Maramureş-Bukovynian Upland

Image - Mount Pip Ivan in the Hutsul Alps (Carpathians). Image - Hutsul Alps landscape. Image - Ukrainian-Rumanian border running through the Hutsul Alps near Mount Pip Ivan (Carpathians). Image - Hutsul Alps landscape near Rakhiv.

Maramureş-Bukovynian Upland (also Maramureş-Bukovynian Massif, Maramureş Massif, Rakhiv-Chyvchyn Massif). A crystalline massif in the southeastern part of the Ukrainian Carpathian Mountains. The upland stretches beside the Polonynian Beskyd and the East Bukovynian Beskyd from the Chorna Tysa River valley in the northwest, southeast to the headwaters of the Vişeu (Vyshava) and the Bistriţa Aurie (Zolota Bystrytsia) rivers near Prislop Pass, in northern Romania. (See map: Carpathian Mountains, Division.) The orographic foundation of the upland is a ridge 100 km long, which is the watershed between the Tysa River on one side and the Prut River and the Seret (Siret) River on the other.

The core of the anticlinal zone consists of metamorphosed crystalline rocks—gneiss, crystalline schist, and marbleized limestone. The sedimentary rocks that formerly covered the crystalline core, consisting of Triassic and Jurassic formations (limestones, sandstones, porphyrites, and conglomerates) as well as Cretaceous and Paleogene layers, were partly destroyed by erosion. Because of its varied geological composition, significant absolute (average ridge height, 1,600–1,900 m) and relative (approx 1,000 m) elevation, and glacial formations, the Maramureş-Bukovynian upland is more picturesque than other parts of the Ukrainian Carpathians. That is particularly true of the Hutsul Alps, in the western reaches of the upland, and the Chyvchyn Mountains, near its center. Further to the southeast the Bukovynian part of the upland, consisting of crystalline schist formations, is considerably lower in elevation. Only occasionally do peaks of hard limestone or conglomerates rise above the nearly even ridges.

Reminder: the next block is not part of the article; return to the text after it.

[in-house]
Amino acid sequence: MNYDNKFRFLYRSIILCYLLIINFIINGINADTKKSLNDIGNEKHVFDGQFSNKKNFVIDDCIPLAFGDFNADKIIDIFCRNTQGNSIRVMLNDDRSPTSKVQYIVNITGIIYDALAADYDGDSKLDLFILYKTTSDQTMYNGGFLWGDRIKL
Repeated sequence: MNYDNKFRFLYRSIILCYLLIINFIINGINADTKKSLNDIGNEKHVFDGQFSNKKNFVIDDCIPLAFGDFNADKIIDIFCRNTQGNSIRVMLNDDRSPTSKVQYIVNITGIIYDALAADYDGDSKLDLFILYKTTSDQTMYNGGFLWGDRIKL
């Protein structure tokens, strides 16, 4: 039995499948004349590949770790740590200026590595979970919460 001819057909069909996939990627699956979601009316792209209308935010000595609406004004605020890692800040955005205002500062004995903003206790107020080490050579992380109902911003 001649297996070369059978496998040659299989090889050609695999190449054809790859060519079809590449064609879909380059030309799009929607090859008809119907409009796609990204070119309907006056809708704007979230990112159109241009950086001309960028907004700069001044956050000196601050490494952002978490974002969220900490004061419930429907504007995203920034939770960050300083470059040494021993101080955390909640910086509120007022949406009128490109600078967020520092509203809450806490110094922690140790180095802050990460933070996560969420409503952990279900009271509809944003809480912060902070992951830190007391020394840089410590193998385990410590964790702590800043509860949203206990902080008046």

The upland is covered with forests of fir and of beech (in the southwest), which often grow at elevations of 1,500 m, and in places of 1,600 m. At higher elevations there are alpine meadows, although the Hutsul Alps have rocky outcroppings not fit for cultivation. Junipers are found in the eastern part of the upland. The ridges of the middle portion of the upland are covered throughout by alpine meadows, which make up the largest such area in all the Ukrainian Carpathians. Barely 5 percent of the upland is inhabited; the population consists of Ukrainians (see Hutsuls) and (in the southwest) Romanians. Foresting and pasturing provide a significant influx of inhabitants on a seasonal basis.

Volodymyr Kubijovyč

[This article originally appeared in the Encyclopedia of Ukraine, vol. 3 (1993).]


Image - Hutsul Alps landscape near Rakhiv. Image - The summit of Mount Pip Ivan in the Hutsul Alps (Carpathians). Image - A fragment of the crest of Mount Pip Ivan in the Hutsul Alps (Carpathians). Image - Hutsul Alps: Mount Farcau and Mount Mykhailyk seen from Mount Pip Ivan. Image - Mount Pip Ivan in the Hutsul Alps (Carpathians) in winter. Image - Hutsul Alps landscape.


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